Long-time readers of this column might imagine I don’t like business metrics. But if you imagine that, you’re wrong. It’s true that my columns on the subject are more cautionary than laudatory. But I love good business metrics, and treasure the rare occasions on which I encounter them.
Most business metrics I run across are either shallow or absent entirely. Mostly, managers adopt industry standard metrics. But it’s okay, because companies are adopting industry-standard business processes as well in their ongoing attempts to become generic.
Last week’s column was an attempt to point the way toward one important goal of a well-designed system of business metrics — the establishment of an organizational dashboard. The critical point, you’ll remember, is to start by defining a conceptual hierarchy of performance goals and sub-goals for the organization as a whole, pointed at the factors required for achieving organizational effectiveness. Metrics are crafted to assess how well you’re progressing toward your goals, not to roll-up from individual performance to workgroup, workgroup to department, and so on.
And especially, the metrics must not be divided according to the organizational chart so as to Hold People Accountable (HPA). When you build a dashboard of key organizational performance metrics, do the opposite: Construct them so as to make the organization’s leaders interdependent. Otherwise, leaders will make their numbers at each others’ expense, the organization will fragment into silos, and nobody will understand why the system collapsed, because all of the metrics looked good.
Still, the absence of HPA leads to its own problems, and without reasonably accurate ways to assess individual and group performance, HPA is an exercise in authoritarian futility: You declare the quality of performance with nothing to back it up; those reporting to you accept your authority to do so without accepting your assessment if it disagrees with their own.
The resolution to this apparent paradox, to the extent it’s resolvable, starts with the recognition that there are two separate, equally valid but entirely different views of the organization. One — the dashboard view — dissects the organization into the factors that drive performance. These cross all boundaries, which is why the organization’s leaders are interdependent when dealing with them.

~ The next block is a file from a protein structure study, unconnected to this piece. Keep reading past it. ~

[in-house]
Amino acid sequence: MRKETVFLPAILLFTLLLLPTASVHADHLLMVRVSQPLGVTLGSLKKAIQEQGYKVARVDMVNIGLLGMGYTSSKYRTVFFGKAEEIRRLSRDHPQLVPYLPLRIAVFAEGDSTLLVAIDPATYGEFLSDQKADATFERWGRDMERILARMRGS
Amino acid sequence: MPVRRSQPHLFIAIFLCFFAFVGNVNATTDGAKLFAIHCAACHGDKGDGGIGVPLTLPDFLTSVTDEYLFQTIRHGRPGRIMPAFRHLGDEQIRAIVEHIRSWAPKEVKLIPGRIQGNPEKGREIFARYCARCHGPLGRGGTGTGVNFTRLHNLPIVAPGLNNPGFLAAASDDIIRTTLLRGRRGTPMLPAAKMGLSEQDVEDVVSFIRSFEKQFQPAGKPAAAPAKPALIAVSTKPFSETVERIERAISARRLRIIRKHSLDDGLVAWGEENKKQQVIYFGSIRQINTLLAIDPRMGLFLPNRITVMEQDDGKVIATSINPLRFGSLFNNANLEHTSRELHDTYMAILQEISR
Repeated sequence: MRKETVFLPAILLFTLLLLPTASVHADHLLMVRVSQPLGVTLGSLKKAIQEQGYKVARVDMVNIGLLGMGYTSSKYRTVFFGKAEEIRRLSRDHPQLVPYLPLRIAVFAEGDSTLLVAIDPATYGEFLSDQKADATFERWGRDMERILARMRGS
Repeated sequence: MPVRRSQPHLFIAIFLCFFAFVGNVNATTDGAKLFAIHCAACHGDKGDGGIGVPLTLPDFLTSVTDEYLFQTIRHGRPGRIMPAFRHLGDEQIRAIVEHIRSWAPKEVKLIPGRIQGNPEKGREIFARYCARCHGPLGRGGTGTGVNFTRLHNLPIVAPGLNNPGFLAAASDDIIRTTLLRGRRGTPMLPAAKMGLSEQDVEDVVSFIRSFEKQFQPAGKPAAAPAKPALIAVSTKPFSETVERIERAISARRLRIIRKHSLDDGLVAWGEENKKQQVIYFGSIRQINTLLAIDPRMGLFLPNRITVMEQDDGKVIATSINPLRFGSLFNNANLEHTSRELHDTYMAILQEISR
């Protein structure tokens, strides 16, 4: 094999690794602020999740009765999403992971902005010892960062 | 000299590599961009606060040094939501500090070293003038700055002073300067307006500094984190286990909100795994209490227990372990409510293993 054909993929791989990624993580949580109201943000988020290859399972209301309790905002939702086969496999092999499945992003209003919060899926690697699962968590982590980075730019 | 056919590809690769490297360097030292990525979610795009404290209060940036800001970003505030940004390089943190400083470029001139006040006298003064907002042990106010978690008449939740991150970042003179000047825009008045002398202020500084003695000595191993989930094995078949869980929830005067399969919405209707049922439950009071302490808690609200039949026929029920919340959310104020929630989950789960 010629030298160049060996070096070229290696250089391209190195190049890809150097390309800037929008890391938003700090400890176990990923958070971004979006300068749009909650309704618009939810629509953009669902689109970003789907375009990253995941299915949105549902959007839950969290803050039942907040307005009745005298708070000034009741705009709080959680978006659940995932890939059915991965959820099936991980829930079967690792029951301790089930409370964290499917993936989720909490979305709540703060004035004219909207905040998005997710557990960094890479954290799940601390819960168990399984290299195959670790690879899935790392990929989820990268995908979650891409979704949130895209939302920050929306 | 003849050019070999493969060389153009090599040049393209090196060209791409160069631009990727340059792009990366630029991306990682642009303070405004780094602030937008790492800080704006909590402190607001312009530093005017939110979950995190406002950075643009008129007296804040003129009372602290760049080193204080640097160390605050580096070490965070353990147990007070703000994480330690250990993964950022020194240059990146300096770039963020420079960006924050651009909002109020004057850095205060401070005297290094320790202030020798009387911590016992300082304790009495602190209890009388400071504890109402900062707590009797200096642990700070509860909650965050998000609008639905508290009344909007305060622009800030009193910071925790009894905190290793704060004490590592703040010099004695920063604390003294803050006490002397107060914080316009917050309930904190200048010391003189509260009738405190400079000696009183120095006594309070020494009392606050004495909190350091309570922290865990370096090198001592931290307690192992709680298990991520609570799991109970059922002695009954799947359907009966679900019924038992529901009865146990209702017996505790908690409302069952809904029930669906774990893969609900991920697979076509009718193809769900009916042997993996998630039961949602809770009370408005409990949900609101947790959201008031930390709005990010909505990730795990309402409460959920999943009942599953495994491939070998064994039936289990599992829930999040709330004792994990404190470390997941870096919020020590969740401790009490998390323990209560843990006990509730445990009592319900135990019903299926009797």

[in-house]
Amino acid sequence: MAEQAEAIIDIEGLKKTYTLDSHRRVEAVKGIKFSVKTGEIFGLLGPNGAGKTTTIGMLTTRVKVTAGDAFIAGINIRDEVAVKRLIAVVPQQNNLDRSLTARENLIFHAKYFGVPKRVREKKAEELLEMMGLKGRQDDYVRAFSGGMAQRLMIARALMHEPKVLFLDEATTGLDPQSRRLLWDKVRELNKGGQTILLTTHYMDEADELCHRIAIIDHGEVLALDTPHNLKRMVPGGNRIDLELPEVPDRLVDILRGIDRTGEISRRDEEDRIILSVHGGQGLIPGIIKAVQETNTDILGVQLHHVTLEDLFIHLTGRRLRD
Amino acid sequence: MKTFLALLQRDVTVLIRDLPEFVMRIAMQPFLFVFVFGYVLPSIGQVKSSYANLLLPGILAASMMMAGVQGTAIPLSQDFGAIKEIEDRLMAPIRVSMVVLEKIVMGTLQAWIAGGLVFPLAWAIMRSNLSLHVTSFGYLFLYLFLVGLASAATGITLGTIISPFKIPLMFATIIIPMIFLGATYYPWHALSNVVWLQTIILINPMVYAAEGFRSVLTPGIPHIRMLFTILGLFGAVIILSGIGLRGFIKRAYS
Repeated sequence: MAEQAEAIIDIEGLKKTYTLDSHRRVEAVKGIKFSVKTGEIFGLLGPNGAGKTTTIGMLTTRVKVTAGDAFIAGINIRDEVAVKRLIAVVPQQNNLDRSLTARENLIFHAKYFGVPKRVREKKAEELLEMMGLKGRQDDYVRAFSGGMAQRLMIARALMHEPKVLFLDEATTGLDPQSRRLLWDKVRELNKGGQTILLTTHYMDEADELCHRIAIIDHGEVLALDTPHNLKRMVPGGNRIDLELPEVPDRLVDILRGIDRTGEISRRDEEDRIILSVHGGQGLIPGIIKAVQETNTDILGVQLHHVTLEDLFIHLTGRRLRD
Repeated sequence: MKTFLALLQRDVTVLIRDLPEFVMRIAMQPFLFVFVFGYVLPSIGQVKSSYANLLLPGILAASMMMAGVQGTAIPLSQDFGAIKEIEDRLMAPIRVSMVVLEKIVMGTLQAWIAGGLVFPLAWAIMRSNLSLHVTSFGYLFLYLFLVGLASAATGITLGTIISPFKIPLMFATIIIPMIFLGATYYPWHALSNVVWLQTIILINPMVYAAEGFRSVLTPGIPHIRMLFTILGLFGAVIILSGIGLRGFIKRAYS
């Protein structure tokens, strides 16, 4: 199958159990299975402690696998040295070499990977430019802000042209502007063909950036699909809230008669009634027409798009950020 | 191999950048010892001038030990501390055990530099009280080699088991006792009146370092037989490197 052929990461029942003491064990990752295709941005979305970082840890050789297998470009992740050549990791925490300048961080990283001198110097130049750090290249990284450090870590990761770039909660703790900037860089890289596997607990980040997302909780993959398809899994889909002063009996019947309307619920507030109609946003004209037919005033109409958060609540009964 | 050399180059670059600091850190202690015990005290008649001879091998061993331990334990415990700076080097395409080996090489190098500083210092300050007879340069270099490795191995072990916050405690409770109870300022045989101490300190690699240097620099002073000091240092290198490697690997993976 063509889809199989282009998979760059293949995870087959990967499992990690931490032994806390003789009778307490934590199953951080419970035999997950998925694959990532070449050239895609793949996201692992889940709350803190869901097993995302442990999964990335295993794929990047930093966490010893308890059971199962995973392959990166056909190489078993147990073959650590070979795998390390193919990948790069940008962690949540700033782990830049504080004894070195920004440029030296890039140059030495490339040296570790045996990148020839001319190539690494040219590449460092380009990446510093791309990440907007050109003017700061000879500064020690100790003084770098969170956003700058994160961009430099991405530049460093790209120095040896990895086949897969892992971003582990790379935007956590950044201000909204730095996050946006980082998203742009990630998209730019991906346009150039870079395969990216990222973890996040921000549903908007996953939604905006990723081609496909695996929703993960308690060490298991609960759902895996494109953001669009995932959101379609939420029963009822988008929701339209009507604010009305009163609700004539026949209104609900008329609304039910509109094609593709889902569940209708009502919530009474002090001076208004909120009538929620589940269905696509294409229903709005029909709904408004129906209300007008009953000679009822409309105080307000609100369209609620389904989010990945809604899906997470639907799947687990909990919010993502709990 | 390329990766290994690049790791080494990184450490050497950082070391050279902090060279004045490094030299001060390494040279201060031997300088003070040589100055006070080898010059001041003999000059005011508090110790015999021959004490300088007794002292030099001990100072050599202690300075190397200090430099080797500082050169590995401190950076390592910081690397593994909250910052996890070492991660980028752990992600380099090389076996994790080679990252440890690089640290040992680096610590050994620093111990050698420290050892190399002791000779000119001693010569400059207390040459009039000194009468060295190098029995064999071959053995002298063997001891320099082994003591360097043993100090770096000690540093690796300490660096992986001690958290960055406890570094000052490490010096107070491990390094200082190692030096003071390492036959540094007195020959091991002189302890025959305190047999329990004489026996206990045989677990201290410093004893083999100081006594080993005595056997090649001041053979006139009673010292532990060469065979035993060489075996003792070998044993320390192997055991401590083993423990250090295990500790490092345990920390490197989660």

The other view is functional, divvying up responsibility for who delivers what. It’s the orgchart view — the perspective that leads to HPA.
The organizational chart is a form of delegation. Done right it assigns responsibility and commensurate authority. Doing so without creating organizational silos is one of the most difficult tasks faced by business leaders. Dividing the work of the organization into defined responsibilities and delegating them to various managers so everyone knows who is supposed to do what is, after all, the only known alternative to organizational chaos. Once you do, your managers should establish clear internal organizational goals and metrics of their own, for the same reason you need to do so for the organization as a whole — to understand the health of their organizations.
You can’t entirely avoid the creation of organizational silos, because it is the purpose of the exercise. To illustrate the issue, imagine you have the simplest organizational chart in the IT world — Applications and Operations, and nothing else.
They’re natural enemies. The fastest and most efficient way to code, after all, is sloppily. But this drives up the cost of building and managing the IT infrastructure while increasing the likelihood of system crashes. Meanwhile, the easiest way to maintain stability and performance is to never upgrade or change anything.
Beyond holding managers collectively accountable for dashboard results, you have one more tool at your disposal: remembering the point of it all — in a word, the mission (which is distinct from, and usually independent of the dreaded Mission Statement).
The performance goals, dashboards, organizational chart and all the rest are tools, recognizing that with few exceptions the most effective way to fulfill any mission is to build a high-performance organization capable of its fulfillment.
But in the end it’s the mission — the goal — that’s the point. To avoid the creation of barriers between functional areas of your IT organization, keep the point in front of all managers, always. And establish, clearly, that making the numbers at the expense of the point isn’t making the numbers at all.
It’s inverting means and ends.